Outliving Your Cravings

Posted on February 22nd, 2014 by in Words from the Wise

centerLike many of us, after dinner and before bedtime is the part of the day in which I might find myself hungry—not necessarily physically hungry, but wanting something to fill me up.

As I trolled around my kitchen one night, some years ago, an extraordinary thing happened. I noticed that my hand was reaching, as in an out-of-body experience, toward the cabinet! It was a startling moment of self- observation. I was able to stop, arm in midair, and ask myself that $64,000 question: “What am I really hungry for?”

This stopped me in my tracks. I realized there was nothing in that cabinet, nothing in the house, actually nothing on the planet, food-wise, that I was hungry for. Standing in my darkened kitchen, I realized that my hunger came from something else: I was lonely and perhaps a little anxious about the big work week looming. My feelings had nothing to do with a physical hunger.

Awed, I walked out of the kitchen. I picked up the phone and called a friend—nobody answered, but I left a message. I headed toward the bathtub, soaked for a bit, then got into bed and read. As I reached to turn out my light an hour or so later, I recognized the miracle: I had outlived the craving.

Because I didn’t act on it, because I didn’t feed it, the feeling integrated. It released and changed.  Because I didn’t kill the messenger by stuffing it down with a bowlful of chips, the messenger was there to tell me to slow down, connect with someone, and be with myself. And by substituting the habitual snacking with the phone call, the bath, and the reading, the feeling changed.

In the Kripalu model of riding the waves of sensation, the feelings are not the problem. The feelings don’t hurt us. It’s what we do to try to control the feelings, to change the feelings, to push the feelings away—this is the problem. The feelings are “coming to pass,” as the Bible says; they are not coming to stay. If we allow ourselves to soften around the feelings, just as we do on the yoga mat, using the breath and relaxation mindfully, the feelings will integrate.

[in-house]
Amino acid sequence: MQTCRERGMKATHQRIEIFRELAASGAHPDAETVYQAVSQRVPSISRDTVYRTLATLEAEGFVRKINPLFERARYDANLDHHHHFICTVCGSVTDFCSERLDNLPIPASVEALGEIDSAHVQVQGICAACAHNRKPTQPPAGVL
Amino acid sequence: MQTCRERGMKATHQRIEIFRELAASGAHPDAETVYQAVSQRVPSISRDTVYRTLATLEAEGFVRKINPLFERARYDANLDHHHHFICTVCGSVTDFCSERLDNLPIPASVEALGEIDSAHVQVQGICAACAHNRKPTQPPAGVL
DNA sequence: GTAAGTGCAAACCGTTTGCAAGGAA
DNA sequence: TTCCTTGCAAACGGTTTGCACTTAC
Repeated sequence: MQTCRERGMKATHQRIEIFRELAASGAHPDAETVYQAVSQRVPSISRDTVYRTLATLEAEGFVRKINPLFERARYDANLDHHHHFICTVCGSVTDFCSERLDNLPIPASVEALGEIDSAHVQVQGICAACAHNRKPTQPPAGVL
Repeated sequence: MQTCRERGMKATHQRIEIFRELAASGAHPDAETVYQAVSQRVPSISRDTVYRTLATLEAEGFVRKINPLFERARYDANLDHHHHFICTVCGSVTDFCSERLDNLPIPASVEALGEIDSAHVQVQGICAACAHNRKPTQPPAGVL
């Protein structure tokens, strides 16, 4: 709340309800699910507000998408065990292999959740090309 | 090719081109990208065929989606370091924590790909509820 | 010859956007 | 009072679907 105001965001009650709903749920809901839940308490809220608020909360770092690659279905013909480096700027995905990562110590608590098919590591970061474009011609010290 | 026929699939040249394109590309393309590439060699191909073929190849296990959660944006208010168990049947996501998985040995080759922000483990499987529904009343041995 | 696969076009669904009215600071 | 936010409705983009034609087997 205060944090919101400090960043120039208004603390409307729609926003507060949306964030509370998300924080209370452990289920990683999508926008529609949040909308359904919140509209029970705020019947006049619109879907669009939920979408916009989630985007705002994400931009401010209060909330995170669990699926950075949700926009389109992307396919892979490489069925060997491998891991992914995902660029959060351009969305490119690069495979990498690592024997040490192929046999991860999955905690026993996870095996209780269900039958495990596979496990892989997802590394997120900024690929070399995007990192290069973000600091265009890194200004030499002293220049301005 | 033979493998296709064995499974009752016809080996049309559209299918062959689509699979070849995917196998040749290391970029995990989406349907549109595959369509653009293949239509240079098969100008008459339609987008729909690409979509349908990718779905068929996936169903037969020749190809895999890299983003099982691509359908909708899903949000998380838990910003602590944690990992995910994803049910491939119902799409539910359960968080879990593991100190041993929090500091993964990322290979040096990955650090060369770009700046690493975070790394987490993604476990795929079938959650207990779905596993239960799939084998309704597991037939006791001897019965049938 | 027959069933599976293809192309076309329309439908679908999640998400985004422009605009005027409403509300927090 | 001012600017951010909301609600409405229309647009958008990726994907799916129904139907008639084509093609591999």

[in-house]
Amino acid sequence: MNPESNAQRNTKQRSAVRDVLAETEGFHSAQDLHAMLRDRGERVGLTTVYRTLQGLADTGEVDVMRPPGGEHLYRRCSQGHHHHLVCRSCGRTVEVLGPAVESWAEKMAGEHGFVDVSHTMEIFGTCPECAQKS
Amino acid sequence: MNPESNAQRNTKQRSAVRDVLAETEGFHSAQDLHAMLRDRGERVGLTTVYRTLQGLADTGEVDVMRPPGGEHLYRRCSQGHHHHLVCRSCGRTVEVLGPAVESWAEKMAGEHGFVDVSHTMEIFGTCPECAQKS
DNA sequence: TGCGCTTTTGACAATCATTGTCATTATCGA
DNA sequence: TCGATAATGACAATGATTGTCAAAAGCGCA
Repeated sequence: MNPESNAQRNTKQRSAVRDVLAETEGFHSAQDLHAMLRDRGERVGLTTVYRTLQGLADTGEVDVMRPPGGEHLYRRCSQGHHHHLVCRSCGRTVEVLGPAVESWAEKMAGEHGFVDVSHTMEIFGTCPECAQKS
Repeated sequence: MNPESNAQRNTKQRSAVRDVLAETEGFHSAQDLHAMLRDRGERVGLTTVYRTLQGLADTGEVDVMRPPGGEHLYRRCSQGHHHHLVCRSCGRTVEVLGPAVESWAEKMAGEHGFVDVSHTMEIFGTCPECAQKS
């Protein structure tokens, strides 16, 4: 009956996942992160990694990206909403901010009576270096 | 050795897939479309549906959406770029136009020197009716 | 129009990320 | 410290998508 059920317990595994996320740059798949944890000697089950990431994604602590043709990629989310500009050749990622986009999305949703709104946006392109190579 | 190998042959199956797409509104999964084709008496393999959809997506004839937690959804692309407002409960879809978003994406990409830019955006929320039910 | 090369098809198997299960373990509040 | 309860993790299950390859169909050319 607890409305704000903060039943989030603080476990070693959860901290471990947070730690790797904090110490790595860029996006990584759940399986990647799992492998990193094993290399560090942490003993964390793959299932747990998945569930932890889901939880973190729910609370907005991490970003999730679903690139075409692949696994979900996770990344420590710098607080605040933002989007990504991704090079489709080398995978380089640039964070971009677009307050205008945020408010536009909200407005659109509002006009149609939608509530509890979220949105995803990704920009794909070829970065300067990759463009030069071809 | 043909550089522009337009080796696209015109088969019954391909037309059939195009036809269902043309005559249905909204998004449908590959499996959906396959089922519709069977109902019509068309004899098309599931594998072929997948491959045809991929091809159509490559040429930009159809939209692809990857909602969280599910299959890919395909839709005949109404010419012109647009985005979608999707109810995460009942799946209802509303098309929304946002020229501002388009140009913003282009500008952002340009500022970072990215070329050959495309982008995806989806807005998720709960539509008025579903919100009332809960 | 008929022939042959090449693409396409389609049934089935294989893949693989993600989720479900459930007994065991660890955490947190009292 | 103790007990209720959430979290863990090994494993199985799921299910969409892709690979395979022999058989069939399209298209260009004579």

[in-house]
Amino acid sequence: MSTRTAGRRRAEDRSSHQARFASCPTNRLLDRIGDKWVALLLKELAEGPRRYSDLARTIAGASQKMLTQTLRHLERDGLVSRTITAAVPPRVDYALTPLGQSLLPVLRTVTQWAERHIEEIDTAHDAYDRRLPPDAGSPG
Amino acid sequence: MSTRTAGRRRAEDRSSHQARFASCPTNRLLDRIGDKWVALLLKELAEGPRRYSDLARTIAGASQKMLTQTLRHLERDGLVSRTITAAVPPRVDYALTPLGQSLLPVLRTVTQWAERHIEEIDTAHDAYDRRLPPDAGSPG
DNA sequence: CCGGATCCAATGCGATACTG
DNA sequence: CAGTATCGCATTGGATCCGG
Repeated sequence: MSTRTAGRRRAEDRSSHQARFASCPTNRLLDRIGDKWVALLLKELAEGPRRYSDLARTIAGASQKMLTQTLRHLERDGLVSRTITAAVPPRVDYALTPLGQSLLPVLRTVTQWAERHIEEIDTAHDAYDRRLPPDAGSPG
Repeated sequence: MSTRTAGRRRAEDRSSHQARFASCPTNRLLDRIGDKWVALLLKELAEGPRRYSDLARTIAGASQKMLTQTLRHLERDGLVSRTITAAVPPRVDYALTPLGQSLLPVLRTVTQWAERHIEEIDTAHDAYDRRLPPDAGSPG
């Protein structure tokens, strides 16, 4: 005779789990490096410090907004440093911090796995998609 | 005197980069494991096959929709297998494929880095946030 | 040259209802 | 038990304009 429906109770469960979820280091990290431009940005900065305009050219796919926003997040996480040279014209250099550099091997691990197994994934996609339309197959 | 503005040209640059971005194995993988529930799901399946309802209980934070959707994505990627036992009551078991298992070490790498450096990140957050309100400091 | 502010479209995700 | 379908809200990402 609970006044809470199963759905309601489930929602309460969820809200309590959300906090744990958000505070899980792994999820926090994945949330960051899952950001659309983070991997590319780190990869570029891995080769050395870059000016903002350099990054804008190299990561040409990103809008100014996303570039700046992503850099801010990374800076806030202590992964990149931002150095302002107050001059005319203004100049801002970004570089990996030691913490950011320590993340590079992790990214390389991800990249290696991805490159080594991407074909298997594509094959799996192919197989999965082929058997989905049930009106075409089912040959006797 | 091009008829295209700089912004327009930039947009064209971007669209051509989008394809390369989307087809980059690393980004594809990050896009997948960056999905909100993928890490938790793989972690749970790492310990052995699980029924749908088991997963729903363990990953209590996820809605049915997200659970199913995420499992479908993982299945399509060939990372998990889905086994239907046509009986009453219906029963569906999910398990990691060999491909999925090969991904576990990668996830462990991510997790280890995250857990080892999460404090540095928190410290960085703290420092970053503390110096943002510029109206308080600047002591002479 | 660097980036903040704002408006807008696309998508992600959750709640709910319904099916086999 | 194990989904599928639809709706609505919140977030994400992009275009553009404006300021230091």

For those of us challenged with habitual snacking patterns, riding the waves of feelings carries us to the freedom of new choices. Neuroscience encourages us with research about the plasticity of the brain—the brain’s capacity to re-create its response to the moment by creating new neuropathways. Yoga on and off the mat gives us that leverage to change. “Self-observation without judgment,” Swami Kripalu’s core teaching, forms the foundation of our mindful model of transformation: Notice. Relax. Realign.

Consider some substitutions. What might you do when you feel pulled toward your cabinet? Consider some ideas: Might you take a bath? Do some journaling? Call a support person? Go for a walk? Hug a cat? Practice putting these substitutions in place when you feel the strong pull of your habit patterns carrying you forward.

Remember—you have the final decision. How do you choose to be in your moment? 

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About Aruni Nan Futuronsky, Life Coach, RYT

Aruni, Senior Life Coach and Program Advisor for the Kripalu Healthy Living programs, is a certified professional-level Kripalu Yoga teacher. She has been teaching in a variety of diverse venues for more than 35 years and has been on the Kripalu faculty for more than 20. Author of Recovering My Voice: A Memoir of Chaos, Spirituality, and Hope, and her latest book, Already Home: Stories of a Seeker, Aruni has also developed the Kripalu coaching methodology, based in presence and right action.
  • Sandy DJ